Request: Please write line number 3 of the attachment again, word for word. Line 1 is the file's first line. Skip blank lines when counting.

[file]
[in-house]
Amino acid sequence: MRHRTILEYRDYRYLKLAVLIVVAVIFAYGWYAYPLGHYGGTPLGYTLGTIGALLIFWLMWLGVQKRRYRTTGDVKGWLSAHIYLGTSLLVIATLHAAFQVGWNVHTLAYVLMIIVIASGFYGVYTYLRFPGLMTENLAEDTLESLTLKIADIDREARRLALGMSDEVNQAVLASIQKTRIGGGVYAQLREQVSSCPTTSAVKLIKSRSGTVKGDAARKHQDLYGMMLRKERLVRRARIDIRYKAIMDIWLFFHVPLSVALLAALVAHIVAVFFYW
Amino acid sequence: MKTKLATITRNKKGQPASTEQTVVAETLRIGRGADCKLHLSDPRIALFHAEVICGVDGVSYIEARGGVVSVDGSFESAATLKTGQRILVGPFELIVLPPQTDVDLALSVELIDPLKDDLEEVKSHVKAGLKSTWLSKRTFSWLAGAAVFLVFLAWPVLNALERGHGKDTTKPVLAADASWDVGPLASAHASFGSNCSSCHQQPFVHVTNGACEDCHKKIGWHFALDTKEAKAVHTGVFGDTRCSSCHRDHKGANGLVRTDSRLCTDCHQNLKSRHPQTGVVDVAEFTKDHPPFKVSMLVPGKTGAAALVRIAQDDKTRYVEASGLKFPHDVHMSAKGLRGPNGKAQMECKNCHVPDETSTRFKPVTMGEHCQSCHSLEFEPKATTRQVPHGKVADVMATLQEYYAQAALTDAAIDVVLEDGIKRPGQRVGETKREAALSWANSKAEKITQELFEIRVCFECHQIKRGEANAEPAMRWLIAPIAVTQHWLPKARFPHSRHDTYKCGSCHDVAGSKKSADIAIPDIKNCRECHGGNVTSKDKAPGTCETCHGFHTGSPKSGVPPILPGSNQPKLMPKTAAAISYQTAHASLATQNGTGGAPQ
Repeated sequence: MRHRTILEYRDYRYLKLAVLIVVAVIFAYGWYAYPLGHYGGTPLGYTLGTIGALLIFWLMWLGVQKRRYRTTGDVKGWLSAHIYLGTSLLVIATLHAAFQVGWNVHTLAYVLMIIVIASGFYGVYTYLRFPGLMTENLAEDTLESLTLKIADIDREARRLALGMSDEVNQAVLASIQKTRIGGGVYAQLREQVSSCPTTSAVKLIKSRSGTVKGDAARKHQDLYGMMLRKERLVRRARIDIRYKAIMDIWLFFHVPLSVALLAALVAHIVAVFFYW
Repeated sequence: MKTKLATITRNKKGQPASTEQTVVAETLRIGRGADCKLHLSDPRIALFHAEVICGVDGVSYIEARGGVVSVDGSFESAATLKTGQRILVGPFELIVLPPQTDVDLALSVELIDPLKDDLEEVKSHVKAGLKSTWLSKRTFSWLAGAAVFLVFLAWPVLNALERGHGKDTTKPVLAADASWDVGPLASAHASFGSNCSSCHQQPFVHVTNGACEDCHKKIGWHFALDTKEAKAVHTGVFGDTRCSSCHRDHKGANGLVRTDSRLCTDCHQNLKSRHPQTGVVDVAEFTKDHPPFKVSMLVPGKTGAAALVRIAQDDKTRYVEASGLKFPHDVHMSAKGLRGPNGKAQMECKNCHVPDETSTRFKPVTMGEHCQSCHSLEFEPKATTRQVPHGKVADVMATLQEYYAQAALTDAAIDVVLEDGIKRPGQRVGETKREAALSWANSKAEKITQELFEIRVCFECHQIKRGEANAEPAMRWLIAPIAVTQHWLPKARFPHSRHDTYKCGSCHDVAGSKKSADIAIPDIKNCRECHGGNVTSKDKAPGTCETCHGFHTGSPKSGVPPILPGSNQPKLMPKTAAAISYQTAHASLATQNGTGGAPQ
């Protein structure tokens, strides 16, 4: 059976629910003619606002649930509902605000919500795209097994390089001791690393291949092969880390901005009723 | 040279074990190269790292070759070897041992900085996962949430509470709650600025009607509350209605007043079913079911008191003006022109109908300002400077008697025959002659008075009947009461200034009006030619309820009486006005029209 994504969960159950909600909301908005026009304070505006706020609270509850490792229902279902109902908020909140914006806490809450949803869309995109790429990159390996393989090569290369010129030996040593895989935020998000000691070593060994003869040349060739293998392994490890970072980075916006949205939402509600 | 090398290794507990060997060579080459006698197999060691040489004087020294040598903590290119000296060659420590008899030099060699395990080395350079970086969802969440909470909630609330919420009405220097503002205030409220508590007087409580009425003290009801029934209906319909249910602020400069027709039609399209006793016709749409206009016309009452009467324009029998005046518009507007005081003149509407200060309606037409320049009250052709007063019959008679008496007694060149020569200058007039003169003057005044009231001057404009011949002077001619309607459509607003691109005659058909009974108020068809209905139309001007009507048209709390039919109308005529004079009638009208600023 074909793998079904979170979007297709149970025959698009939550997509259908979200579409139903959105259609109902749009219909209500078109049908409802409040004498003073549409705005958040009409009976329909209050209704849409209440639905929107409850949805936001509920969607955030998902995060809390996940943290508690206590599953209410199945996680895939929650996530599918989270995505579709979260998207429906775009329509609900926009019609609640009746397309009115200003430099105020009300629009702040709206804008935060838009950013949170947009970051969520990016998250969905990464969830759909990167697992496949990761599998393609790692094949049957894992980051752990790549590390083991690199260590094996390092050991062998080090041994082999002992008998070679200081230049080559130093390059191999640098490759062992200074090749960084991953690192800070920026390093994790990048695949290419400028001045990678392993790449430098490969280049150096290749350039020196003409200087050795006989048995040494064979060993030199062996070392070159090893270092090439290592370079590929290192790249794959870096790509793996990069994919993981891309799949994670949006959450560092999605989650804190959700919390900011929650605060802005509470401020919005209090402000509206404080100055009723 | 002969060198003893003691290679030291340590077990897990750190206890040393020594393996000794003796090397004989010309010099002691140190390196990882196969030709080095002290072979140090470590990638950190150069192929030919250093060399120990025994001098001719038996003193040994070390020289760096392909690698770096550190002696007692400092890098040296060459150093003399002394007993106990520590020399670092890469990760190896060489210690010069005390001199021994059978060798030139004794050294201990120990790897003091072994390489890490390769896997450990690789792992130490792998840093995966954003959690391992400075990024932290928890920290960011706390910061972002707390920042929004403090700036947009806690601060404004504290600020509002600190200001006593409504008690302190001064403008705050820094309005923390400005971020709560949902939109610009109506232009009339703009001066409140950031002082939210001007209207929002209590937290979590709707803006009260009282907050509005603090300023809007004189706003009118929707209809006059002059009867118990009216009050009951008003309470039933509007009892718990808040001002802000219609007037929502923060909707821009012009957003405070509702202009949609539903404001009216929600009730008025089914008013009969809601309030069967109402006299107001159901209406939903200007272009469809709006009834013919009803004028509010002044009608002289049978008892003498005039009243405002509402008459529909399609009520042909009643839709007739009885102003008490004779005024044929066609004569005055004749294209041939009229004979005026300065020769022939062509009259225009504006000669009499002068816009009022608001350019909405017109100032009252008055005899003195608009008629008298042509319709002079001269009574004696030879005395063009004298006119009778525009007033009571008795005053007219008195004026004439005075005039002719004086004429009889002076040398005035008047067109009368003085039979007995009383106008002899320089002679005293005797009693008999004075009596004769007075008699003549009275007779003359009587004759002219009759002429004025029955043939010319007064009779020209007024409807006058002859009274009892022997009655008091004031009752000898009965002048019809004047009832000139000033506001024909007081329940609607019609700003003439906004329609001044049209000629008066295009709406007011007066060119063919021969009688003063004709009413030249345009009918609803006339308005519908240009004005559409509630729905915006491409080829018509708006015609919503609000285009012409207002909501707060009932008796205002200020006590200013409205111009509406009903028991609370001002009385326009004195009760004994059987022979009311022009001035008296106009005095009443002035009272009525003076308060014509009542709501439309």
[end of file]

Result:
Amino acid sequence: MKTKLATITRNKKGQPASTEQTVVAETLRIGRGADCKLHLSDPRIALFHAEVICGVDGVSYIEARGGVVSVDGSFESAATLKTGQRILVGPFELIVLPPQTDVDLALSVELIDPLKDDLEEVKSHVKAGLKSTWLSKRTFSWLAGAAVFLVFLAWPVLNALERGHGKDTTKPVLAADASWDVGPLASAHASFGSNCSSCHQQPFVHVTNGACEDCHKKIGWHFALDTKEAKAVHTGVFGDTRCSSCHRDHKGANGLVRTDSRLCTDCHQNLKSRHPQTGVVDVAEFTKDHPPFKVSMLVPGKTGAAALVRIAQDDKTRYVEASGLKFPHDVHMSAKGLRGPNGKAQMECKNCHVPDETSTRFKPVTMGEHCQSCHSLEFEPKATTRQVPHGKVADVMATLQEYYAQAALTDAAIDVVLEDGIKRPGQRVGETKREAALSWANSKAEKITQELFEIRVCFECHQIKRGEANAEPAMRWLIAPIAVTQHWLPKARFPHSRHDTYKCGSCHDVAGSKKSADIAIPDIKNCRECHGGNVTSKDKAPGTCETCHGFHTGSPKSGVPPILPGSNQPKLMPKTAAAISYQTAHASLATQNGTGGAPQ